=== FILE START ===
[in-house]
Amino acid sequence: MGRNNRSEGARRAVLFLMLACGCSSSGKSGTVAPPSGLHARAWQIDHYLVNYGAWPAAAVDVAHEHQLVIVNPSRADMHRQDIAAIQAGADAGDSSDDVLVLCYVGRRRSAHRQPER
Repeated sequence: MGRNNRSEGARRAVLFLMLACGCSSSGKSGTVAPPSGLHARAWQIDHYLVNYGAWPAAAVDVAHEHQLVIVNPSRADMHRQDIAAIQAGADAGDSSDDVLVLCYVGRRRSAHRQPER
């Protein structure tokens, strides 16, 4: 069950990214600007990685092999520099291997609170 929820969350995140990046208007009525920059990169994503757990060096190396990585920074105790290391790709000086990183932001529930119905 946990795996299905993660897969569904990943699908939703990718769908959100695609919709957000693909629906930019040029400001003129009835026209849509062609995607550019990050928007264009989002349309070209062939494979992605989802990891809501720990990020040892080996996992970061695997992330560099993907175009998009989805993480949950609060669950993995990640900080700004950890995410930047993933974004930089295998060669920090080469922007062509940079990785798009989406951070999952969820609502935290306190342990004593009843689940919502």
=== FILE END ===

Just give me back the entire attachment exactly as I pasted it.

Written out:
[in-house]
Amino acid sequence: MGRNNRSEGARRAVLFLMLACGCSSSGKSGTVAPPSGLHARAWQIDHYLVNYGAWPAAAVDVAHEHQLVIVNPSRADMHRQDIAAIQAGADAGDSSDDVLVLCYVGRRRSAHRQPER
Repeated sequence: MGRNNRSEGARRAVLFLMLACGCSSSGKSGTVAPPSGLHARAWQIDHYLVNYGAWPAAAVDVAHEHQLVIVNPSRADMHRQDIAAIQAGADAGDSSDDVLVLCYVGRRRSAHRQPER
């Protein structure tokens, strides 16, 4: 069950990214600007990685092999520099291997609170 929820969350995140990046208007009525920059990169994503757990060096190396990585920074105790290391790709000086990183932001529930119905 946990795996299905993660897969569904990943699908939703990718769908959100695609919709957000693909629906930019040029400001003129009835026209849509062609995607550019990050928007264009989002349309070209062939494979992605989802990891809501720990990020040892080996996992970061695997992330560099993907175009998009989805993480949950609060669950993995990640900080700004950890995410930047993933974004930089295998060669920090080469922007062509940079990785798009989406951070999952969820609502935290306190342990004593009843689940919502």